Promising tools, such as agent-based models (ABMs) so far face difficulties with application at larger scale. In the framework of the RUR-04-2018 published by the European Commission as part of the H2020 programme, three projects (AGRICORE - Grant agreement ID: 816078, BESTMAP - Grant agreement ID: 817501, MIND STEP - Grant agreement ID: 817566) received funding to address the challenges as stated above, namely to develop new data, tools and models that are needed to evaluate policy impacts on environmental and economic performance at the farm, regional, national and global levels. These new data, tools and models should start from the behaviour of the Individual Decision Making (IDM) unit in the agricultural sector and should include spatial and biophysical information and interactions between individual farms. The new IDM models or farm models should also be flexible and sustainable in use (keeping complexity within certain limits).
The first contribution discusses that this requires some degree of modularity where functionality can be added with additional models and data as needs arise.
The second contribution discusses calibration of ABMs to analyse adoption of ESS. Initial results from qualitative and quantitative interviews with farmers across five case study areas in the UK, Germany, Catalonia, Czech Republic and Serbia will be presented.
The third contribution focusses on harmonising and combining data from different sources, including data related to individual decision makers and how these can be used respecting privacy regulations.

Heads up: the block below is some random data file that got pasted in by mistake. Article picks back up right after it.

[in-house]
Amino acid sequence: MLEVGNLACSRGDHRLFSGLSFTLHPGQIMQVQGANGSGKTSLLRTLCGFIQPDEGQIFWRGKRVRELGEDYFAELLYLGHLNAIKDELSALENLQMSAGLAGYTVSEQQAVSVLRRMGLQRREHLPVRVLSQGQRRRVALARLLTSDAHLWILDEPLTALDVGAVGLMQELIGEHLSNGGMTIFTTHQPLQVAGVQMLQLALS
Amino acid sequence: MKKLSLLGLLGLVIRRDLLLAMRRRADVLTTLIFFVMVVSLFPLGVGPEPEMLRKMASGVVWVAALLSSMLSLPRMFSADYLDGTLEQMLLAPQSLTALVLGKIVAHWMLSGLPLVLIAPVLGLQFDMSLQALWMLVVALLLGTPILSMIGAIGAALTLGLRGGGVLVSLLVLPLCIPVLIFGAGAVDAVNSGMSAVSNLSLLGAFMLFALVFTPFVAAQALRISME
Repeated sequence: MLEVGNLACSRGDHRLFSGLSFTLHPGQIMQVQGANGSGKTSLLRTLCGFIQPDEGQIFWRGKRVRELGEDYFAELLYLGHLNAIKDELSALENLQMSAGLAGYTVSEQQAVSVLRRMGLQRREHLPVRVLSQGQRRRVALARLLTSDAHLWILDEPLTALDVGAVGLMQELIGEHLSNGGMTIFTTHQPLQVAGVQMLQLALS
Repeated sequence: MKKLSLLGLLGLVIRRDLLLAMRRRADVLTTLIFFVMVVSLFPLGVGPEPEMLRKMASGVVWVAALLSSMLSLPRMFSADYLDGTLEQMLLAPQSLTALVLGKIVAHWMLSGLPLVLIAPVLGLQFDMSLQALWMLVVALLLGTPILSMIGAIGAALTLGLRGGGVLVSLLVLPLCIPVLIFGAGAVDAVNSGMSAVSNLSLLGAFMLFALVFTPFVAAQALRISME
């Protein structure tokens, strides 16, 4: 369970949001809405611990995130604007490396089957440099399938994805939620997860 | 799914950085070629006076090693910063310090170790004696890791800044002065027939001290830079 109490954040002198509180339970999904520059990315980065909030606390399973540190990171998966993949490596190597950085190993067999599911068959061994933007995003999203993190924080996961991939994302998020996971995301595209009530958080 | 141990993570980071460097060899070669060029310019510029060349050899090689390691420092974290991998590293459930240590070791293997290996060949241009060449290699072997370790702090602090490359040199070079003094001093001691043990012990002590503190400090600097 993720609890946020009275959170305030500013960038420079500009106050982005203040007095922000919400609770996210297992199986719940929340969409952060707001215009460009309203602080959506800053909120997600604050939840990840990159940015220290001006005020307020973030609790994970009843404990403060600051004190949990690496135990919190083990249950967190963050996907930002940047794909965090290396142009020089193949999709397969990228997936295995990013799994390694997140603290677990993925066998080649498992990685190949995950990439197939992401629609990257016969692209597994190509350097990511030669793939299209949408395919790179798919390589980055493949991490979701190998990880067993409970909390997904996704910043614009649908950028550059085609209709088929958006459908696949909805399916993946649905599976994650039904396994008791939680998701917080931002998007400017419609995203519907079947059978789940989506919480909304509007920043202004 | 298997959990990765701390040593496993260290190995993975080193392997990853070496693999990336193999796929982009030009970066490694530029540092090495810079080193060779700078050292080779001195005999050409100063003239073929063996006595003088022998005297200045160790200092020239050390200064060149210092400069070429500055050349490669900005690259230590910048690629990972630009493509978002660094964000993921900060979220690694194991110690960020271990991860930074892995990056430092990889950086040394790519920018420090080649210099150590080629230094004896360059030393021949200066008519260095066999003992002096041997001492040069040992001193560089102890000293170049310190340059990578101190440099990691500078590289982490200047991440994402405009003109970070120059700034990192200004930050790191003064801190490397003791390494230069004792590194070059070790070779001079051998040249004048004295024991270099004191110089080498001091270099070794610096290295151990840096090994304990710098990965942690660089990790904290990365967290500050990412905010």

The fourth contribution discusses the implementation and calibration of different types of behaviour in farm level models, following behavioural economic theories.
Authors: Wolfgang Britz (University Bonn), Alexander Gocht (vTI), Pavel Ciaian (JRC), Marc Mueller (WEcR)
The recent CAP reform allows and encourages the design of policy measures with more flexibility as was previously the case. This requires more detailed and flexible representation of policies in simulation models, taking the characteristics of the farm and its surroundings into account. Alternative specifications of behaviour and preferences of economic agents, and hence their willingness or ability to participate in policy programs, has received increased attention by policy makers and analysts alike. These requirements cause new challenges for the development of ex-ante simulation models of individual farmer’s decisions. Model development often takes place within the comparatively tight time- and budget lines of third-party projects, involving heterogeneous and changing research partners. This calls for a modular approach to model design, by which an existing core model is extended based on present project demands. Building on the experience made in previous projects related to integrated or modular model design, we review farm-level models currently in use for policy analyses in the EU. We focus on models that are developed or maintained by larger groups to investigate how collaboration is realized. We compare the findings with existing concepts for modular model designs form other domains and highlight some implications for future research.